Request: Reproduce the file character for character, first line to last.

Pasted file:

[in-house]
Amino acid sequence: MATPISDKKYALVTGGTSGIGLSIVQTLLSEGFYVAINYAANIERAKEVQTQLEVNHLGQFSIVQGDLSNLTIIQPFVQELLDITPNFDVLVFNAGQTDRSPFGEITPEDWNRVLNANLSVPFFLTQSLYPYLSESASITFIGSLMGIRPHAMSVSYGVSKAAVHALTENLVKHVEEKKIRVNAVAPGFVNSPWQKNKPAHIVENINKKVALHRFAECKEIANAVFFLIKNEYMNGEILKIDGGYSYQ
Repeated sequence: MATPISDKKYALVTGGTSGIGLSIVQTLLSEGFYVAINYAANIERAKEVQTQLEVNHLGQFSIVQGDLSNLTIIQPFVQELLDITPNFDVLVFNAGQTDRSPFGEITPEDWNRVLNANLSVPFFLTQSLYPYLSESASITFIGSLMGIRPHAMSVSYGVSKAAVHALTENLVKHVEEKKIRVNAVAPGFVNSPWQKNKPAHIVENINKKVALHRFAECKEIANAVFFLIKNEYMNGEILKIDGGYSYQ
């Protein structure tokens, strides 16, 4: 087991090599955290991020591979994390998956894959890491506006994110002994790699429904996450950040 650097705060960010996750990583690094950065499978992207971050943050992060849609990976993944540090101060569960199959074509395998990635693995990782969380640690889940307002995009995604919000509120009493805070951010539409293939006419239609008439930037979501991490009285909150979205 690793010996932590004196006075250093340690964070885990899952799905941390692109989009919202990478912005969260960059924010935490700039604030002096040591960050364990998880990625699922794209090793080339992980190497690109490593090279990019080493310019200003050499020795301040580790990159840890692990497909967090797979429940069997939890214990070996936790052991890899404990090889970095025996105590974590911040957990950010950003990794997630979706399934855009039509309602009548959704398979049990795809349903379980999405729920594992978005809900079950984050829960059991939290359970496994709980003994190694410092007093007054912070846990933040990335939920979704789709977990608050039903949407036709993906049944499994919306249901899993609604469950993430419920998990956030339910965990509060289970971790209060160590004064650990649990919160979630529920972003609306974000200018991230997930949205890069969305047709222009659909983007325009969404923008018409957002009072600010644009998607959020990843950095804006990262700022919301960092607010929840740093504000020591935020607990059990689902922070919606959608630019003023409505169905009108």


[in-house]
Amino acid sequence: MATPISDKKYALVTGGTSGIGLSIVQTLLSEGFYVAINYAANIERAKEVQTQLEVNHLGQFSIVQGDLSNLTIIQPFVQELLDITPNFDVLVFNAGQTDRSPFGEITPEDWNRVLNANLSVPFFLTQSLYPYLSESASITFIGSLMGIRPHAMSVSYGVSKAAVHALTENLVKHVEEKKIRVNAVAPGFVNSPWQKNKPAHIVENINKKVALHRFAECKEIANAVFFLIKNEYMNGEILKIDGGYSYQ
Repeated sequence: MATPISDKKYALVTGGTSGIGLSIVQTLLSEGFYVAINYAANIERAKEVQTQLEVNHLGQFSIVQGDLSNLTIIQPFVQELLDITPNFDVLVFNAGQTDRSPFGEITPEDWNRVLNANLSVPFFLTQSLYPYLSESASITFIGSLMGIRPHAMSVSYGVSKAAVHALTENLVKHVEEKKIRVNAVAPGFVNSPWQKNKPAHIVENINKKVALHRFAECKEIANAVFFLIKNEYMNGEILKIDGGYSYQ
């Protein structure tokens, strides 16, 4: 087991090599955290991020591979994390998956894959890491506006994110002994790699429904996450950040 650097705060960010996750990583690094950065499978992207971050943050992060849609990976993944540090101060569960199959074509395998990635693995990782969380640690889940307002995009995604919000509120009493805070951010539409293939006419239609008439930037979501991490009285909150979205 690793010996932590004196006075250093340690964070885990899952799905941390692109989009919202990478912005969260960059924010935490700039604030002096040591960050364990998880990625699922794209090793080339992980190497690109490593090279990019080493310019200003050499020795301040580790990159840890692990497909967090797979429940069997939890214990070996936790052991890899404990090889970095025996105590974590911040957990950010950003990794997630979706399934855009039509309602009548959704398979049990795809349903379980999405729920594992978005809900079950984050829960059991939290359970496994709980003994190694410092007093007054912070846990933040990335939920979704789709977990608050039903949407036709993906049944499994919306249901899993609604469950993430419920998990956030339910965990509060289970971790209060160590004064650990649990919160979630529920972003609306974000200018991230997930949205890069969305047709222009659909983007325009969404923008018409957002009072600010644009998607959020990843950095804006990262700022919301960092607010929840740093504000020591935020607990059990689902922070919606959608630019003023409505169905009108």